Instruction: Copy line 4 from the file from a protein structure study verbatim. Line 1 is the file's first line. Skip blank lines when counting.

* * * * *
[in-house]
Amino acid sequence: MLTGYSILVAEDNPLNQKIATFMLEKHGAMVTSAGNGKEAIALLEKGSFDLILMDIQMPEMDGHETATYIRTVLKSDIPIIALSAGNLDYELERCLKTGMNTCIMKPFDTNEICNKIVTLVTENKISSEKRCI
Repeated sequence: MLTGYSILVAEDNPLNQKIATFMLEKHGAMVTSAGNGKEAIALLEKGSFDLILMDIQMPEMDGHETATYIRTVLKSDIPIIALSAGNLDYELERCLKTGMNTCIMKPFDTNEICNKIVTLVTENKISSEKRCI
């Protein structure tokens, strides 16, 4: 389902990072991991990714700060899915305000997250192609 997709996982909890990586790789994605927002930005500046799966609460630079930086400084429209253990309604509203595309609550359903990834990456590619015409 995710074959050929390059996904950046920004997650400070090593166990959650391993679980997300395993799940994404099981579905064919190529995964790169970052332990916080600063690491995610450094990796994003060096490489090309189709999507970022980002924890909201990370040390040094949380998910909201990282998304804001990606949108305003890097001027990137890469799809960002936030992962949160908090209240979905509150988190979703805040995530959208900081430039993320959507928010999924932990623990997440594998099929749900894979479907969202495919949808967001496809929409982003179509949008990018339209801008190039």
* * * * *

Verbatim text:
């Protein structure tokens, strides 16, 4: 389902990072991991990714700060899915305000997250192609 997709996982909890990586790789994605927002930005500046799966609460630079930086400084429209253990309604509203595309609550359903990834990456590619015409 995710074959050929390059996904950046920004997650400070090593166990959650391993679980997300395993799940994404099981579905064919190529995964790169970052332990916080600063690491995610450094990796994003060096490489090309189709999507970022980002924890909201990370040390040094949380998910909201990282998304804001990606949108305003890097001027990137890469799809960002936030992962949160908090209240979905509150988190979703805040995530959208900081430039993320959507928010999924932990623990997440594998099929749900894979479907969202495919949808967001496809929409982003179509949008990018339209801008190039």